Dr Paul Leyland

I don’t have a SQM either, but I still find the numerical value useful, and for essentially the same reason as you like the NLM.

Both give an indication of when the brightness of a stellar object is comparable to the brightness of the sky when observed with a particular optical train and detector. My eyeball is 100 times (5 mags) less sensitive than my CCD and has a resolution 30 times poorer (circa 1arcmin compared with 2 arcsecond seeing limit), so one resolution element of my eye collects 900 times as many photons as in one of the CCD, another 7.4 magnitudes.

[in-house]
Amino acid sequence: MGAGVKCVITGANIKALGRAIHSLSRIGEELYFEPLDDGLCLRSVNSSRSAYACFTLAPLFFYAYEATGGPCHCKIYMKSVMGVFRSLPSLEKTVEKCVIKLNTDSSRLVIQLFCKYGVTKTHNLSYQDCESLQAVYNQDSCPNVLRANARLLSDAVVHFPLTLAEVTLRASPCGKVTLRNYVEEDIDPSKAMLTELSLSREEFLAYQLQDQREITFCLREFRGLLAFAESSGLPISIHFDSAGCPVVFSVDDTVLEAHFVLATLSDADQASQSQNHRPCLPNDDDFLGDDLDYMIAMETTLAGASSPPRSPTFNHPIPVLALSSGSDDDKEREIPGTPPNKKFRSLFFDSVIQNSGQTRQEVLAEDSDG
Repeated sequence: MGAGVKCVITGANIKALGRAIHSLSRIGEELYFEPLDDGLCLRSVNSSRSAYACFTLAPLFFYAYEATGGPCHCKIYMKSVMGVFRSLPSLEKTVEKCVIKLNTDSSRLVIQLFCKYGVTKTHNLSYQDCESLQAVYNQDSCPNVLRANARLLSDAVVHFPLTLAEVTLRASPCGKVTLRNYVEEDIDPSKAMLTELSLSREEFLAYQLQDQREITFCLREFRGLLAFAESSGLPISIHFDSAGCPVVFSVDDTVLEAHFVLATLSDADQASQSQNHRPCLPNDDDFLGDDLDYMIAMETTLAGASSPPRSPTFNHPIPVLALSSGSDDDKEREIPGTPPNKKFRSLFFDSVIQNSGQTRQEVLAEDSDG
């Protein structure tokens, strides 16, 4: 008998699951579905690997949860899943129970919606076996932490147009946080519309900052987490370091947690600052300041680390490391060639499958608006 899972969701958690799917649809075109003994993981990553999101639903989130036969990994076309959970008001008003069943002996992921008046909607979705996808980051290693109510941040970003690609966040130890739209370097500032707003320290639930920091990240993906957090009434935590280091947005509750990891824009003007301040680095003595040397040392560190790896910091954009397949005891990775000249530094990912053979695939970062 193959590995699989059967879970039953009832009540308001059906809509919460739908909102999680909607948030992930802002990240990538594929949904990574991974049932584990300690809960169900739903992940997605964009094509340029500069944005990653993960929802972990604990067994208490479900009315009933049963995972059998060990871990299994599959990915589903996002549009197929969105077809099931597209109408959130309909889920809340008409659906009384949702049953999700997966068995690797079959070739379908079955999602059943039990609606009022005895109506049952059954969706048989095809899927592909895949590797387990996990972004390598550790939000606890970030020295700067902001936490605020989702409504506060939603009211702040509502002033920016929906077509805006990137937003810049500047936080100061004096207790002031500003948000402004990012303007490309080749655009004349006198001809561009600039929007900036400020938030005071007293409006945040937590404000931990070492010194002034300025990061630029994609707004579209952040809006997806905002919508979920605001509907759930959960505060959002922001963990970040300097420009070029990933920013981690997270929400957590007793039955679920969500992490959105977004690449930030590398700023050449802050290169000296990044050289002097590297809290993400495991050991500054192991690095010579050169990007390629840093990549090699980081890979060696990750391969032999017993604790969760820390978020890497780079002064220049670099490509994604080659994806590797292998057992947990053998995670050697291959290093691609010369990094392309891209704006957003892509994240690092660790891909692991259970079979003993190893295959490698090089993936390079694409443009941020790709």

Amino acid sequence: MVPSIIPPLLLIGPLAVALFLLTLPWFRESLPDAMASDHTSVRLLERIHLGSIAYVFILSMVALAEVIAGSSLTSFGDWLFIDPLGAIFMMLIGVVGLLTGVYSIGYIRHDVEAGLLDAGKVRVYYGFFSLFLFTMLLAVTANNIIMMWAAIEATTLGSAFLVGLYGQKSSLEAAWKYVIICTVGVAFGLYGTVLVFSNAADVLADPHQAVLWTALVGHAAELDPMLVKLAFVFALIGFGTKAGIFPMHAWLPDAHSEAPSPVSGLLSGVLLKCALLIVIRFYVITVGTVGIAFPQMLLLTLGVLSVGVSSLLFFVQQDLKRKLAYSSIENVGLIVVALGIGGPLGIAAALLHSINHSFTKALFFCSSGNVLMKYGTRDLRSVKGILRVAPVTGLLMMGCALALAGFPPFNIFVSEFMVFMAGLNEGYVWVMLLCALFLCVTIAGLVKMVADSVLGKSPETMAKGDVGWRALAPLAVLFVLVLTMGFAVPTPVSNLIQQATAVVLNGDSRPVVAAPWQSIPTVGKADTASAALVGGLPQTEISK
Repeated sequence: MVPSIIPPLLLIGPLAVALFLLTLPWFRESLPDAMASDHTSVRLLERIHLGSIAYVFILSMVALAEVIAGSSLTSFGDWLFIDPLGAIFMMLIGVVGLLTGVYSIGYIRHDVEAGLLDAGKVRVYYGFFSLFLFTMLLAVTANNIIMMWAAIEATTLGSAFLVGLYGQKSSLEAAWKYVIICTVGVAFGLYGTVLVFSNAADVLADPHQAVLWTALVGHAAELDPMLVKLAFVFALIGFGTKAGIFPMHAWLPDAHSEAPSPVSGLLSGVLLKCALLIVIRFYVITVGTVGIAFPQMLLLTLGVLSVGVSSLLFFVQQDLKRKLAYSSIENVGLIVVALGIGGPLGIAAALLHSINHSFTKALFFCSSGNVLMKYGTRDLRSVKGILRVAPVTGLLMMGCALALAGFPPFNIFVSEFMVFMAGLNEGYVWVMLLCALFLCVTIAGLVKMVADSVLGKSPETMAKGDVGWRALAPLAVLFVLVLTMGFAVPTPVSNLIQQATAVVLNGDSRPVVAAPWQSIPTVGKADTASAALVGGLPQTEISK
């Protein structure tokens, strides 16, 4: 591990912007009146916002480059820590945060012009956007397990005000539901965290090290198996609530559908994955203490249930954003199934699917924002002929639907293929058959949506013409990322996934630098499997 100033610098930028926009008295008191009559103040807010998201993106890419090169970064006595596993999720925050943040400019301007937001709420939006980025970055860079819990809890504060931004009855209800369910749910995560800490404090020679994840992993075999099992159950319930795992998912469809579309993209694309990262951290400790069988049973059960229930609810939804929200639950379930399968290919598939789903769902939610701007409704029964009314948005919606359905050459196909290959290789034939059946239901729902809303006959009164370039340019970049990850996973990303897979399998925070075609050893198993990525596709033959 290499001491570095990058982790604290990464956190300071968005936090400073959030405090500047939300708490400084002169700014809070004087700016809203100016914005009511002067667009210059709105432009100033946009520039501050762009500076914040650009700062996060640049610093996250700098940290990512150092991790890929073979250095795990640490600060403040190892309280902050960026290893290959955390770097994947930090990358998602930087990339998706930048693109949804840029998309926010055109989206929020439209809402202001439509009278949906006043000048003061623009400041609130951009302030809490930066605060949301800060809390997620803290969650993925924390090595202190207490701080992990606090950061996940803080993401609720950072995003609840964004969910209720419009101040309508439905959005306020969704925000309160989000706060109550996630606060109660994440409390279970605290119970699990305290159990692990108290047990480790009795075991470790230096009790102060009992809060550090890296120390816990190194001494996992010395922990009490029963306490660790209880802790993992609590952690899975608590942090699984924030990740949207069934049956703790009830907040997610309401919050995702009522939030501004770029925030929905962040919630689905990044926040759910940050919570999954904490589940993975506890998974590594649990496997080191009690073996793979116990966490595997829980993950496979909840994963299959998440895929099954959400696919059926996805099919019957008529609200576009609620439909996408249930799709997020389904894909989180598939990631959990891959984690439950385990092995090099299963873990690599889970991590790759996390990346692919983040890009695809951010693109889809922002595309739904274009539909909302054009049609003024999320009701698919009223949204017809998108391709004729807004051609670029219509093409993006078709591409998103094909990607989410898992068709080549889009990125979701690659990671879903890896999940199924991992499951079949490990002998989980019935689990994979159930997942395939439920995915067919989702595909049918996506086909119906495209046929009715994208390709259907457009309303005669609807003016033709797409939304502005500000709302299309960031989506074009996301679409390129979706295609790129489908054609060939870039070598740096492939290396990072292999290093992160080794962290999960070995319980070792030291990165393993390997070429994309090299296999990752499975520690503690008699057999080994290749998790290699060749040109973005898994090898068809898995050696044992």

Plugging in the numbers, a NLM of 6.3 corresponds to 6.3+5+7.4 =18.7 sky limit for my scope.
The corresponding instrumental estimate is 21.2 – 2.5 * log (2 * 2* π) magnitudes for the sky, which evaluates to 18.5.
That is a remarkably satisfactory agreement!